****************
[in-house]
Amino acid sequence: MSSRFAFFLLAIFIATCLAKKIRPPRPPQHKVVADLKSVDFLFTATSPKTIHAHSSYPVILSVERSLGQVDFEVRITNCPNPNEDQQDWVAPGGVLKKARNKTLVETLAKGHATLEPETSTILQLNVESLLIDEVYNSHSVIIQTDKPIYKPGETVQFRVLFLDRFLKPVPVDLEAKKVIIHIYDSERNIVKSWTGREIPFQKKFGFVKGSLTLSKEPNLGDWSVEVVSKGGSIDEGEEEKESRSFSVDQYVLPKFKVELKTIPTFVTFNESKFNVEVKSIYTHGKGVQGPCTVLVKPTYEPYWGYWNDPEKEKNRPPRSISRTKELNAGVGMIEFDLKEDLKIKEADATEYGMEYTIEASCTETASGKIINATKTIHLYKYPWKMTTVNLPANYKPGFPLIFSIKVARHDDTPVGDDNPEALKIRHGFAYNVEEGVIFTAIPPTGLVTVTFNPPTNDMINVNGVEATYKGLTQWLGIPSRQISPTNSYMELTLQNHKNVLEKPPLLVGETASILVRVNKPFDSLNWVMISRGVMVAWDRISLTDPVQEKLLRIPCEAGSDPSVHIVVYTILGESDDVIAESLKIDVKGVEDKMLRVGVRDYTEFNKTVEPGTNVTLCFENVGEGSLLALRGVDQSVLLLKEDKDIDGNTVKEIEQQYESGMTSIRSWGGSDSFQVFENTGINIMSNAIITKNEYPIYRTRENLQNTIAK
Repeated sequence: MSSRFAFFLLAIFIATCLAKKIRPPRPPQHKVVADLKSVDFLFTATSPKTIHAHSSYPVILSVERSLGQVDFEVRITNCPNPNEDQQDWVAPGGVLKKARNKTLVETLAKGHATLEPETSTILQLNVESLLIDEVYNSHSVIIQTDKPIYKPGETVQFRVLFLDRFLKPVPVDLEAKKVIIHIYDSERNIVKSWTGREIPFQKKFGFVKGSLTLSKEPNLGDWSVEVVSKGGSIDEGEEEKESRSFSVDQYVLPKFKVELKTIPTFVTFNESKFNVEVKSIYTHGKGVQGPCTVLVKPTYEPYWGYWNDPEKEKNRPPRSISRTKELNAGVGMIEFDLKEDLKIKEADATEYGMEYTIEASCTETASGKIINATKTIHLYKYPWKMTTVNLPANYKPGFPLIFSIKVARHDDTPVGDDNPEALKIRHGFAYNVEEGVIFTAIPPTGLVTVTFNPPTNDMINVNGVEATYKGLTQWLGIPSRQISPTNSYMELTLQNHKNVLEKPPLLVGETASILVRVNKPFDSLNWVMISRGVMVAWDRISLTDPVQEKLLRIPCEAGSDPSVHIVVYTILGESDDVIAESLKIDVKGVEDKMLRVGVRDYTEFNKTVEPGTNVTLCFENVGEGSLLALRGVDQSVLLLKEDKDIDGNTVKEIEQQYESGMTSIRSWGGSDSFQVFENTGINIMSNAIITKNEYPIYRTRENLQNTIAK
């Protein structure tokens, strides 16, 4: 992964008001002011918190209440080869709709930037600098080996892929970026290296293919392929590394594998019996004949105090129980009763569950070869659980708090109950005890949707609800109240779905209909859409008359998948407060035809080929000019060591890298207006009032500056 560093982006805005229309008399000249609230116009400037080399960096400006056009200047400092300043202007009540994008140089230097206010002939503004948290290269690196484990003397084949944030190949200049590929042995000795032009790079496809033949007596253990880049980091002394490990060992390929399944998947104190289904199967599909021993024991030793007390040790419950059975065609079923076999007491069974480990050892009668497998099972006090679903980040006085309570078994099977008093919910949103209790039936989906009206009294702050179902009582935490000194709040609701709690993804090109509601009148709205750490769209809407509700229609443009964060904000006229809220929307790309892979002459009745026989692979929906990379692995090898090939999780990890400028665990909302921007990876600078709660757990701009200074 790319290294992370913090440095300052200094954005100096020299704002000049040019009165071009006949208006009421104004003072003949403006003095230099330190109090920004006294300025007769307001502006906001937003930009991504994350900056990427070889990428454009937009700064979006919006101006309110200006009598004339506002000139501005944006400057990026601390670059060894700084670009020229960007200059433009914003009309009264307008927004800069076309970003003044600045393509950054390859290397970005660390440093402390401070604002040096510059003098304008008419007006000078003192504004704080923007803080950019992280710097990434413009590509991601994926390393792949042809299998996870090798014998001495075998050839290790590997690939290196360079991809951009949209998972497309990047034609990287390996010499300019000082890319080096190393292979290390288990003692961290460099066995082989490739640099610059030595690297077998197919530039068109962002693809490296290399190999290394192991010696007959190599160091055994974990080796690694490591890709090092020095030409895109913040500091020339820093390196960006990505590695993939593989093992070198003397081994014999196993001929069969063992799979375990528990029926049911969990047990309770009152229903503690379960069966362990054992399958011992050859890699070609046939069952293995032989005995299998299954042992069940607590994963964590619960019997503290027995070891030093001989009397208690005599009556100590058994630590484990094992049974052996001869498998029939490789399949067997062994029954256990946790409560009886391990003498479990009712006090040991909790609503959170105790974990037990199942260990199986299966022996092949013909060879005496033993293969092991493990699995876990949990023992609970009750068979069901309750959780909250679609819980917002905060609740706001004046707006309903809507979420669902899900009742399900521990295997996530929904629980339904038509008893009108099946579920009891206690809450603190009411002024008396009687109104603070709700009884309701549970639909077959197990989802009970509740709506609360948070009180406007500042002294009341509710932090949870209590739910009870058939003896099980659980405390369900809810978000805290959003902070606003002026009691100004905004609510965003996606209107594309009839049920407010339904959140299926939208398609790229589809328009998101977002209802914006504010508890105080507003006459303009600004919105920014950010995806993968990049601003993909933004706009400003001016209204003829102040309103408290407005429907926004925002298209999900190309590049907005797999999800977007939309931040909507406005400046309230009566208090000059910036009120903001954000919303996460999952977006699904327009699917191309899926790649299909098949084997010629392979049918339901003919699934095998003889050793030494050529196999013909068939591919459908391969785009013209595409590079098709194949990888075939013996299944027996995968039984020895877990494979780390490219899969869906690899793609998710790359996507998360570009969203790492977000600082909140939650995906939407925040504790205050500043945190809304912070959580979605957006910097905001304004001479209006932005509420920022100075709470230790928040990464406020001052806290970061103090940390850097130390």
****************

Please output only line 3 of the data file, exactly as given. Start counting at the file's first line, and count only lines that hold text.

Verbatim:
Repeated sequence: MSSRFAFFLLAIFIATCLAKKIRPPRPPQHKVVADLKSVDFLFTATSPKTIHAHSSYPVILSVERSLGQVDFEVRITNCPNPNEDQQDWVAPGGVLKKARNKTLVETLAKGHATLEPETSTILQLNVESLLIDEVYNSHSVIIQTDKPIYKPGETVQFRVLFLDRFLKPVPVDLEAKKVIIHIYDSERNIVKSWTGREIPFQKKFGFVKGSLTLSKEPNLGDWSVEVVSKGGSIDEGEEEKESRSFSVDQYVLPKFKVELKTIPTFVTFNESKFNVEVKSIYTHGKGVQGPCTVLVKPTYEPYWGYWNDPEKEKNRPPRSISRTKELNAGVGMIEFDLKEDLKIKEADATEYGMEYTIEASCTETASGKIINATKTIHLYKYPWKMTTVNLPANYKPGFPLIFSIKVARHDDTPVGDDNPEALKIRHGFAYNVEEGVIFTAIPPTGLVTVTFNPPTNDMINVNGVEATYKGLTQWLGIPSRQISPTNSYMELTLQNHKNVLEKPPLLVGETASILVRVNKPFDSLNWVMISRGVMVAWDRISLTDPVQEKLLRIPCEAGSDPSVHIVVYTILGESDDVIAESLKIDVKGVEDKMLRVGVRDYTEFNKTVEPGTNVTLCFENVGEGSLLALRGVDQSVLLLKEDKDIDGNTVKEIEQQYESGMTSIRSWGGSDSFQVFENTGINIMSNAIITKNEYPIYRTRENLQNTIAK